2016 Is the UN’s 'International Year of Pulses': So, What Are Pulses?

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The United Nations has officially declared 2016 as the Year of Pulses – food of the future. But what are pulses, and why they should be an integral part of your diet?

Deriving their heart-pounding name from the Ancient Greek word for “porridge,” pulses are plants with edible, food grain seeds. The word “pulses” refers to both the entire plant and its seed. Also known as “grain legumes,” you’re probably already quite familiar with many common pulses, which include many beans, lentils, and peas. By definition, pulses are crops that are harvested only for their dry seed, which excludes green beans and green peas (because you also eat the hull, not just the seed). It also excludes crops that are harvested for oil production, such as peanuts and soybeans.

What does that leave? Pulses include all of the following:

  • Black beans
  • Navy beans
  • Kidney beans
  • Lima beans
  • Azuki beans
  • Mung beans
  • Broad beans
  • Dried/split peas
  • Lentils
  • Chickpeas
  • Black-eyed peas
  • … plus many more lesser-known varieties – hundreds in all

There are numerous reasons to add pulses to your diet. High in fiber, low in calories, and containing practically no fat, cholesterol, or sodium – pulses boast a healthy nutritional profile. They are also rich in complex carbohydrates, amino acids, vitamins, and minerals. Containing respectable amounts of protein, manganese, and folate, these plant-based foods provide crucial – and inexpensive – nutrition to people around the world. They are also high in zinc and iron, crucial elements for children and women who are at risk for anemia. Pulses may also help to reduce obesity, and may help prevent and manage chronic health conditions such as cancer, coronary heart disease, and diabetes.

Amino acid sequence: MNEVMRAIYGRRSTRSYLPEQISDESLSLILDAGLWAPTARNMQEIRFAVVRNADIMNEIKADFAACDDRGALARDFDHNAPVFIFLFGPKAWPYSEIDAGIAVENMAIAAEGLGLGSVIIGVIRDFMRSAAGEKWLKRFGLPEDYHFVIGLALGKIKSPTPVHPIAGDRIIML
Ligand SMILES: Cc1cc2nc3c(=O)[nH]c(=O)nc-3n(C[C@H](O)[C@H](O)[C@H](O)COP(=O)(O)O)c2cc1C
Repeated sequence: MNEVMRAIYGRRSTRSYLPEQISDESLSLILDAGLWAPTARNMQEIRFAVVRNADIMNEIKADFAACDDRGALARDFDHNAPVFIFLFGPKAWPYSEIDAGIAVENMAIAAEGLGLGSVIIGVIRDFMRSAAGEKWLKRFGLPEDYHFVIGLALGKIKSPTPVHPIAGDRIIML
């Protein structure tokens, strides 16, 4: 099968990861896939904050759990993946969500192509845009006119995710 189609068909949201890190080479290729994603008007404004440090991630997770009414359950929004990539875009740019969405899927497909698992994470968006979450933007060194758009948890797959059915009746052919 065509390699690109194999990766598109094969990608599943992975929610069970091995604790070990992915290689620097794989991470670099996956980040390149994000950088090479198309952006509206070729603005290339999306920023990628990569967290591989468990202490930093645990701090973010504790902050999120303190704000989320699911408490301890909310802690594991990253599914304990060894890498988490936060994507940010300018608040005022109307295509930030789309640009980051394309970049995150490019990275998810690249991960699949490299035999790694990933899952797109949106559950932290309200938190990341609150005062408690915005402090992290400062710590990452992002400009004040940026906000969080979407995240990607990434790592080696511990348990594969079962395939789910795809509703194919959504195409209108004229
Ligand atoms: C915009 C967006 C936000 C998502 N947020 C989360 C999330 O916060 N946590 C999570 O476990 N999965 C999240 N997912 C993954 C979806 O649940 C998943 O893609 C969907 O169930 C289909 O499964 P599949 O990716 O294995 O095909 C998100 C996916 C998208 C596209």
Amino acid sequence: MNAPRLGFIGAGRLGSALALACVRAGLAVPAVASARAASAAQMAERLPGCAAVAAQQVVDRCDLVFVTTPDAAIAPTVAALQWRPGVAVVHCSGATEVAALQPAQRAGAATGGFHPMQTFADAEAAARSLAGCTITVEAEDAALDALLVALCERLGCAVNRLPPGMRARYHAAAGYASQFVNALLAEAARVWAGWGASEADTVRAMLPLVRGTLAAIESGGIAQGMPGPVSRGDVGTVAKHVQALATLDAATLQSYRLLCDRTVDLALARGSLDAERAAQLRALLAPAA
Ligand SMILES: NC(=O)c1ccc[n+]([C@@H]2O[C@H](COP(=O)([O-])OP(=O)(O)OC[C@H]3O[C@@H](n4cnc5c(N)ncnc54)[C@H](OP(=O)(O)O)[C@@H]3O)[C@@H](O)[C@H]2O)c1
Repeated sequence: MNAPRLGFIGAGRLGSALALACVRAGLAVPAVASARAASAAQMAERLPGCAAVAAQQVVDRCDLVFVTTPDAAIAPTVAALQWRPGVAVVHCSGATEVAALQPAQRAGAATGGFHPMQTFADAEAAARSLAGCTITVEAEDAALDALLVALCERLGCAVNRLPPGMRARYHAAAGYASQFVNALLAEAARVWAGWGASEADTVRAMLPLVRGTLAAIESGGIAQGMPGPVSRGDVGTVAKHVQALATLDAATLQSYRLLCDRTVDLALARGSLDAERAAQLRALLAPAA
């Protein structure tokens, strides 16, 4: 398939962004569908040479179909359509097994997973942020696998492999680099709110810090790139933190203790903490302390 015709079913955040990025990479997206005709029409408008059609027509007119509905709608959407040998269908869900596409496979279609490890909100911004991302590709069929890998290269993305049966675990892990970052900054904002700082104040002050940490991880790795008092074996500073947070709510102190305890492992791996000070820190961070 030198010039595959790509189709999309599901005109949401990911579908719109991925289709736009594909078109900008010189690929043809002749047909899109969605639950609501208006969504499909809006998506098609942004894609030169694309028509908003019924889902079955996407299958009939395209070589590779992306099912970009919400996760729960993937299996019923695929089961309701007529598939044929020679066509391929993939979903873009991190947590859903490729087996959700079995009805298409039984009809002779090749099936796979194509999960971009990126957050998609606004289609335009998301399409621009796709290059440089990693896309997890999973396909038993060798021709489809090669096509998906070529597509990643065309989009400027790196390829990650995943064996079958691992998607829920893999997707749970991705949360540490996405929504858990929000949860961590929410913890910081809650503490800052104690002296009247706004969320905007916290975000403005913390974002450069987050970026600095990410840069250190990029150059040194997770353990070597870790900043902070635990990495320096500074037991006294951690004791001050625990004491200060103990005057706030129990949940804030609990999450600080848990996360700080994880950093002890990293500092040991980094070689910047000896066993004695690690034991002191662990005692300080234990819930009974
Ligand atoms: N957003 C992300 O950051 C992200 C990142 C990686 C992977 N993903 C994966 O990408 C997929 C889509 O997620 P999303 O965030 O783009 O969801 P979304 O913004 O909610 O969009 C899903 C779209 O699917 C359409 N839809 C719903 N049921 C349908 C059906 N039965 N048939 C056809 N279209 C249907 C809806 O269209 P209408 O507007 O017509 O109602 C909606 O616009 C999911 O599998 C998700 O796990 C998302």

But nutrition isn’t the only reason that the United Nations named 2016 the Year of Pulses. Food production is also key. Farming pulses has a positive effect on the environment. When grown, these special plants have nitrogen-fixing properties – which means that they increase soil fertility and play an important role in crop rotation. Pulses reduce the need for chemical fertilizer, creating a more sustainable farming system.

Finally, pulses help to improve food security because as dried seeds, they can be stored for a long period of time without weakening their nutritional profile. This increases food availability between harvests. Pulses are high-value crops when compared to grains, and can be sold for additional income. Many types of pulses can grow in dry areas with poor soil where other plants don’t flourish, and they can also be fed to animals as fodder.

For all of these reasons, the UN is trying to highlight pulses as a superstar on the world stage. Pulses are health-promoting, easy to grow, valuable to sell, and good for the environment.

According to Science World Report, the optimum amount of pulses to eat daily for maximum nutrition and weight-loss benefits is 160 grams, or approximately one cup. So aim to eat this amount if you are trying to lose weight. Add more peas, beans and chickpeas to your diet – and celebrate the International Year of Pulses!

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